It’s not clear from whom Rabbi Adam learned the secrets. What is clear is that Rabbi Adam taught the secrets to our Heiliege Yid, though not directly. Rabbi Adam’s son, Ben-Adam, was actually the transmitter of this toira. Why not the receiver?
“Mein kind,” Rabbi Adam said to his son, “my son, you thirst for toira, but this toira will not refresh you. This toira is for another. Give it to Yisroel ben-Eliezer in the place where he lives.” Rabbi Adam soon died and his son journeyed to find the rabbi, Yisroel ben-Eliezer, in Okup.
“There is no rabbi by that name here,” a pasht Yid said.
“Is he then a talmid chochum?” Ben-Adam asked.
“No,” the Yid replied. “We have no scholars here. Yisroel ben-Eliezer is the shammes of our shul. He’s not the rabbi.”
So Ben-Adam went to the shul, opened up some seforim, and began to learn while also keeping an eye out for the shammes. He hadn’t long to wait.
This shammes was a bit unusual. The shmutz he took outside, but the candles and the wax left over after someone completed his lernen toira, this he collected. Ben-Adam had the shammes bring together benches for him, so he could spend the night lernen toira. As he said Tikkun Chatzois, Ben-Adam watched the shammes, who lit a candle made from all the wax crumbs he collected. He realised Yisroel could read when Yisroel went to the seforim, chose a sefer, and began to learn.
Ben-Adam new that this was who Rabbi Adam wanted him to contact. Yisroel got up to stoke the oven in the bes medrish. Ben-Adam placed one of the lessons Rabbi Adam gave him on top of the sefer Yisroel was learning from. He watched, fascinated, as Yisroel returned and read the lesson: fire shot forth from Yisroel’s body. Ben-Adam desperately wanted what Yisroel had.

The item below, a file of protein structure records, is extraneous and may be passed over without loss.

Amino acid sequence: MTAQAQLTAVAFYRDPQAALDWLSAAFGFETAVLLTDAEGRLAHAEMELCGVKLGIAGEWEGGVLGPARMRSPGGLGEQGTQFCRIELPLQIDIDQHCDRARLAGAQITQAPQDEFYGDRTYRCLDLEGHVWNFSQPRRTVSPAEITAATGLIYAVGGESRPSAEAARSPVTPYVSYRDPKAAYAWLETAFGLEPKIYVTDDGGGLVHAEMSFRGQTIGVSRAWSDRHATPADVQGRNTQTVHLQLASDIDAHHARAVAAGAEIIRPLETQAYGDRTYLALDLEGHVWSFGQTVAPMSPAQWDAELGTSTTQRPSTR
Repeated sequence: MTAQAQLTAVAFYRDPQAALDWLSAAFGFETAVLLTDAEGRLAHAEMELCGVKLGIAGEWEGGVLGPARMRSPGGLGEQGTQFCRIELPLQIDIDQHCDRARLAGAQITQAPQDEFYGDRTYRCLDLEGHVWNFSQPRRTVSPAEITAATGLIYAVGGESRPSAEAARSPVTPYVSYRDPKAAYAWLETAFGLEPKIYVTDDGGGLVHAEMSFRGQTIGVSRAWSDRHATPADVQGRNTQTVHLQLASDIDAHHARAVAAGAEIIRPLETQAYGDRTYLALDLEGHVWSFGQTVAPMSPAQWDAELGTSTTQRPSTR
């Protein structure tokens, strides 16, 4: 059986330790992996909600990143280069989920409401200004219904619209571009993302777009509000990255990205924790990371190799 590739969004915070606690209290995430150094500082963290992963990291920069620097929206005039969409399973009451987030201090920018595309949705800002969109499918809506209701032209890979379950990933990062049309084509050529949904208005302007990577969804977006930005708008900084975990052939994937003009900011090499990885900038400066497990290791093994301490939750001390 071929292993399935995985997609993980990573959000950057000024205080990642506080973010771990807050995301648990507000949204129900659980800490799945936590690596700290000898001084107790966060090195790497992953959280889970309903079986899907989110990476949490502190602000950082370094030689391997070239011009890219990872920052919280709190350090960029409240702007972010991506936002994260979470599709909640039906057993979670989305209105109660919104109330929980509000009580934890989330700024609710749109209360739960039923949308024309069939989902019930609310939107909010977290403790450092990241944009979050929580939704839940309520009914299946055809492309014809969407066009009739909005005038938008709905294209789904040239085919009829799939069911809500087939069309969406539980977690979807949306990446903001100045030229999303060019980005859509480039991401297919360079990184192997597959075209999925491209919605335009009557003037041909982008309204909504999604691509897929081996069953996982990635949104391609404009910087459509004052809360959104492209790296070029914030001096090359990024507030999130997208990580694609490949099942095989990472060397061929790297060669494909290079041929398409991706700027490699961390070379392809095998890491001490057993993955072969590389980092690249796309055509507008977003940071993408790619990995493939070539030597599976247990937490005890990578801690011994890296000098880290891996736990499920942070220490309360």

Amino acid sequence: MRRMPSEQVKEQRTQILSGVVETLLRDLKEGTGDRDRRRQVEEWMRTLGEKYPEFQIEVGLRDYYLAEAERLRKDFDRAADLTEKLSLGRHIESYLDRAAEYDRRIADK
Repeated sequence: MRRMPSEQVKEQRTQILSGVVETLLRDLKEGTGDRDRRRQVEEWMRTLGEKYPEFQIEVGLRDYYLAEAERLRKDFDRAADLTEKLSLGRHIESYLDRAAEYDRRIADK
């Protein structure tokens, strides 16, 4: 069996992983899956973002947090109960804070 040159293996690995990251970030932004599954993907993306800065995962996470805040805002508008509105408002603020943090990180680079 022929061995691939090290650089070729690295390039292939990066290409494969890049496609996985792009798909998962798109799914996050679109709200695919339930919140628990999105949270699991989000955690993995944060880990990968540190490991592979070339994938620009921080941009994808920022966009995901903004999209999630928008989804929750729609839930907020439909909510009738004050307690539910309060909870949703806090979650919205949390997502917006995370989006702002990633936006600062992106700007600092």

“My father, the heilige Yid Rabbi Adam, wanted me to give this to you,” Ben-Adam said as he sat down next to Yisroel. “I have much more. My path is different, but even so I must learn this with you! I thought I was the teacher but I see now that I am the learner. Teach me!”
Yisroel agreed. “It’s on condition,” he said, “that the Yidn here think that you’re the teacher.” The mentshn und falk, the villagers, were amazed that a wealthy scholar would live among them, for he built a house outside the shtetl, and even more amazed that he took on such a dull student.
Rabbi Adam gave Yisroel a toira he had long hungered for, a depth from the soid, the highest mystical interpretations. It happened that they began to learn a commentary on Vyikra that captivated both of them. Ben-Adam wanted to pursue this knowledge. Yisroel was reticent but his resistance wore down.
Preparations were made, and over days and weeks they fasted, they davened, they immersed in the mikve – and nothing happened when they thought they were ready.
“We must summon Yofiel,” Ben-Adam asserted.
“No!” Yisroel replied adamantly. “We cannot summon a malakh, an angel!” Yisroel knew the dangers of such wisdom and was shocked that Ben-Adam didn’t. Even so, he permitted himself to be persuaded – right until the malakh hamoves, the Angel of Death, appeared.
Yisroel handed a scroll to Ben-Adam.
“Gazong dem megila,” Yisroel told Ben-Adam, “chant this scroll repeatedly – and stay awake,” for Yisroel knew that the malakh hamoves prefers to take the neshoma when Yidn sleep.
Yisroel also chanted, all night he chanted, he freed himself from the gashmius, the physical body, and he knew then that he was safe. He returned to the gashmius when Hashkomes Haboiker occured, the time you say the first qrias Shma of the day.
“Gute tag,” he said to Ben-Adam, “good morning.” He received no greeting back, touched a cold body, and realised that Ben-Adam was dead.
His toira, his father’s toira, however, was very much alive.